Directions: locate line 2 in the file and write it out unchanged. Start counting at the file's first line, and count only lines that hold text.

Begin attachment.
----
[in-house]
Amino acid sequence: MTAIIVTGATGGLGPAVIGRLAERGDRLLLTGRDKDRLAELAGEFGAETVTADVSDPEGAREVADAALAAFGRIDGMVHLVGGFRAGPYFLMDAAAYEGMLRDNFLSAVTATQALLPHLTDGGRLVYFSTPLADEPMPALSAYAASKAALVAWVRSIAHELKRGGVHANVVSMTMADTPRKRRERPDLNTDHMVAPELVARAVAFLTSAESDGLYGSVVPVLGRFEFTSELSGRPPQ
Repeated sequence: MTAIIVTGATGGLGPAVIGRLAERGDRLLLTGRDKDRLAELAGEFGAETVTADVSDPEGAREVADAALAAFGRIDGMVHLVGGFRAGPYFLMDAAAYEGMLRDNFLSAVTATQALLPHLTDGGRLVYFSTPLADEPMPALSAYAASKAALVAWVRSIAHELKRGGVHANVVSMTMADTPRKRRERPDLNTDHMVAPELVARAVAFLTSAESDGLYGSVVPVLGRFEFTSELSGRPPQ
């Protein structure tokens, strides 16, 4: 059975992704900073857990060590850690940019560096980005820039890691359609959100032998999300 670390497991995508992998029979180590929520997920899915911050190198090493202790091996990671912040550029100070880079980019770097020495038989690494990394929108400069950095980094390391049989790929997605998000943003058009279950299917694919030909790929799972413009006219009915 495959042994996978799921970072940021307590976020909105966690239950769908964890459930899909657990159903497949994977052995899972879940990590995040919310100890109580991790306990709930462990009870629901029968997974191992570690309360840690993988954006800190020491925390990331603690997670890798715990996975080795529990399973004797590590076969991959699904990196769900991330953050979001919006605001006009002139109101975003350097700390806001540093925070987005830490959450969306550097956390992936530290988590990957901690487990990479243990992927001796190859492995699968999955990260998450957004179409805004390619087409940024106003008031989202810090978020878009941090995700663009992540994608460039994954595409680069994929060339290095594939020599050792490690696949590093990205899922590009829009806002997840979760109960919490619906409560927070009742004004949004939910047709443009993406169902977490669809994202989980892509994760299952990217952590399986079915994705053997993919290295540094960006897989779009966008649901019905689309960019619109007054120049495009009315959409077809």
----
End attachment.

Amino acid sequence: MTAIIVTGATGGLGPAVIGRLAERGDRLLLTGRDKDRLAELAGEFGAETVTADVSDPEGAREVADAALAAFGRIDGMVHLVGGFRAGPYFLMDAAAYEGMLRDNFLSAVTATQALLPHLTDGGRLVYFSTPLADEPMPALSAYAASKAALVAWVRSIAHELKRGGVHANVVSMTMADTPRKRRERPDLNTDHMVAPELVARAVAFLTSAESDGLYGSVVPVLGRFEFTSELSGRPPQ